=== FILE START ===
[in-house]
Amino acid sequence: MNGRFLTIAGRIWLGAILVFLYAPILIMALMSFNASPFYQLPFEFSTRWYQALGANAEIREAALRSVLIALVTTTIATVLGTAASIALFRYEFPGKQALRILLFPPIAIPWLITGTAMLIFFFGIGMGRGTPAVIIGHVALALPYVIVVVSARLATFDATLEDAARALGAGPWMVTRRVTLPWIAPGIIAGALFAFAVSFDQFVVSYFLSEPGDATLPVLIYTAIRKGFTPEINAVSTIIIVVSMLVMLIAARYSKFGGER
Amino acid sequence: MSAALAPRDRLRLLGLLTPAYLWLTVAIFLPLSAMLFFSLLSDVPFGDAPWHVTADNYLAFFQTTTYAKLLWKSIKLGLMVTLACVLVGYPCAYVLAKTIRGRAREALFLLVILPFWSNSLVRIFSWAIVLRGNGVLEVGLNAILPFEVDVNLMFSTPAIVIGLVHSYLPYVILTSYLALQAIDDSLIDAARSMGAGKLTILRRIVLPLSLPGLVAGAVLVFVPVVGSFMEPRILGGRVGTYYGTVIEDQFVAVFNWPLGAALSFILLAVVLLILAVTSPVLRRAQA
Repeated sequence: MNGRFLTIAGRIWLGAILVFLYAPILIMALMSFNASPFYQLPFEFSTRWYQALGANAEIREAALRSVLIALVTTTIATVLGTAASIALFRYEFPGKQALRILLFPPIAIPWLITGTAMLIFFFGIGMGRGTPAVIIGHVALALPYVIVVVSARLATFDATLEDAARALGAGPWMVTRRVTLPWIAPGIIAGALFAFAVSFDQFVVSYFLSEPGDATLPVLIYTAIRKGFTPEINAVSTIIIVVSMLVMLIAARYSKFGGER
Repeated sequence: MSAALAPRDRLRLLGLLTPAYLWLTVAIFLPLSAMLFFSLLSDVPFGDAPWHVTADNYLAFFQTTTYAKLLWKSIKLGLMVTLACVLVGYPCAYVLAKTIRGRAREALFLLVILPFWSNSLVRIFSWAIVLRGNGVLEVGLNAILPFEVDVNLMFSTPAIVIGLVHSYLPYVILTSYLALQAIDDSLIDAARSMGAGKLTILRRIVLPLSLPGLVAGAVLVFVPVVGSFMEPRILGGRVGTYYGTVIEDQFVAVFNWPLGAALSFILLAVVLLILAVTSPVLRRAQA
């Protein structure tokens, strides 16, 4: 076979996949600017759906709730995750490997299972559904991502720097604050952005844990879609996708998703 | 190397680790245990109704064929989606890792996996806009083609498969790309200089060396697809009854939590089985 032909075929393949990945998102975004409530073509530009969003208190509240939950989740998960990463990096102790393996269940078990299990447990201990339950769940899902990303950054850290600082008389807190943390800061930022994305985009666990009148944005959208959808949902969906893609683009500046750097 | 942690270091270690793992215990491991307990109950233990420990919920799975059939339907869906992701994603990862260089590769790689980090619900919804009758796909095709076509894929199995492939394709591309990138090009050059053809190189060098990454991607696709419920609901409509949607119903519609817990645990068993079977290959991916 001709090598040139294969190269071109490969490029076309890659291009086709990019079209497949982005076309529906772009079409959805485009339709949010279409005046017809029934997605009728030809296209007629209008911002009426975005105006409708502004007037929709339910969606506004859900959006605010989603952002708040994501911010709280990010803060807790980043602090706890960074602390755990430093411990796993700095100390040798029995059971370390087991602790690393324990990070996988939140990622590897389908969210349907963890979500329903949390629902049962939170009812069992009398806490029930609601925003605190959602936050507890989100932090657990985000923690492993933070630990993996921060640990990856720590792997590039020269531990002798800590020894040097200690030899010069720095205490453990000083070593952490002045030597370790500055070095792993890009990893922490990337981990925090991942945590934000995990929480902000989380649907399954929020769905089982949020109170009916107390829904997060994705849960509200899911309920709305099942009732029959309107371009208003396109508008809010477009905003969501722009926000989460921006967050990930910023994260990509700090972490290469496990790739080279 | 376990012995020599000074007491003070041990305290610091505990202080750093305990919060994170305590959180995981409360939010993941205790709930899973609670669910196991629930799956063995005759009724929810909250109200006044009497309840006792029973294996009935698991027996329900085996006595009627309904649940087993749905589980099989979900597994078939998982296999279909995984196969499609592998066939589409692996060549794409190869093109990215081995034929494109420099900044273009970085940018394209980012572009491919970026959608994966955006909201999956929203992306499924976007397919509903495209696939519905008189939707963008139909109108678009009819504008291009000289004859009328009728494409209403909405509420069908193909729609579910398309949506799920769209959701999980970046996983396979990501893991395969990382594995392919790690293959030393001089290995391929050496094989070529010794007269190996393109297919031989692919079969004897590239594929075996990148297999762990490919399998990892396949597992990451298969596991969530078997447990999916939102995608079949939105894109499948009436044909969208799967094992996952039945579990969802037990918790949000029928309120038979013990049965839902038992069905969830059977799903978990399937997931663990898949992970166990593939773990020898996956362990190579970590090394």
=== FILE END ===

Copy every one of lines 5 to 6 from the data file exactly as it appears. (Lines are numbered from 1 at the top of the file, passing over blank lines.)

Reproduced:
Repeated sequence: MSAALAPRDRLRLLGLLTPAYLWLTVAIFLPLSAMLFFSLLSDVPFGDAPWHVTADNYLAFFQTTTYAKLLWKSIKLGLMVTLACVLVGYPCAYVLAKTIRGRAREALFLLVILPFWSNSLVRIFSWAIVLRGNGVLEVGLNAILPFEVDVNLMFSTPAIVIGLVHSYLPYVILTSYLALQAIDDSLIDAARSMGAGKLTILRRIVLPLSLPGLVAGAVLVFVPVVGSFMEPRILGGRVGTYYGTVIEDQFVAVFNWPLGAALSFILLAVVLLILAVTSPVLRRAQA
């Protein structure tokens, strides 16, 4: 076979996949600017759906709730995750490997299972559904991502720097604050952005844990879609996708998703 | 190397680790245990109704064929989606890792996996806009083609498969790309200089060396697809009854939590089985 032909075929393949990945998102975004409530073509530009969003208190509240939950989740998960990463990096102790393996269940078990299990447990201990339950769940899902990303950054850290600082008389807190943390800061930022994305985009666990009148944005959208959808949902969906893609683009500046750097 | 942690270091270690793992215990491991307990109950233990420990919920799975059939339907869906992701994603990862260089590769790689980090619900919804009758796909095709076509894929199995492939394709591309990138090009050059053809190189060098990454991607696709419920609901409509949607119903519609817990645990068993079977290959991916 001709090598040139294969190269071109490969490029076309890659291009086709990019079209497949982005076309529906772009079409959805485009339709949010279409005046017809029934997605009728030809296209007629209008911002009426975005105006409708502004007037929709339910969606506004859900959006605010989603952002708040994501911010709280990010803060807790980043602090706890960074602390755990430093411990796993700095100390040798029995059971370390087991602790690393324990990070996988939140990622590897389908969210349907963890979500329903949390629902049962939170009812069992009398806490029930609601925003605190959602936050507890989100932090657990985000923690492993933070630990993996921060640990990856720590792997590039020269531990002798800590020894040097200690030899010069720095205490453990000083070593952490002045030597370790500055070095792993890009990893922490990337981990925090991942945590934000995990929480902000989380649907399954929020769905089982949020109170009916107390829904997060994705849960509200899911309920709305099942009732029959309107371009208003396109508008809010477009905003969501722009926000989460921006967050990930910023994260990509700090972490290469496990790739080279 | 376990012995020599000074007491003070041990305290610091505990202080750093305990919060994170305590959180995981409360939010993941205790709930899973609670669910196991629930799956063995005759009724929810909250109200006044009497309840006792029973294996009935698991027996329900085996006595009627309904649940087993749905589980099989979900597994078939998982296999279909995984196969499609592998066939589409692996060549794409190869093109990215081995034929494109420099900044273009970085940018394209980012572009491919970026959608994966955006909201999956929203992306499924976007397919509903495209696939519905008189939707963008139909109108678009009819504008291009000289004859009328009728494409209403909405509420069908193909729609579910398309949506799920769209959701999980970046996983396979990501893991395969990382594995392919790690293959030393001089290995391929050496094989070529010794007269190996393109297919031989692919079969004897590239594929075996990148297999762990490919399998990892396949597992990451298969596991969530078997447990999916939102995608079949939105894109499948009436044909969208799967094992996952039945579990969802037990918790949000029928309120038979013990049965839902038992069905969830059977799903978990399937997931663990898949992970166990593939773990020898996956362990190579970590090394």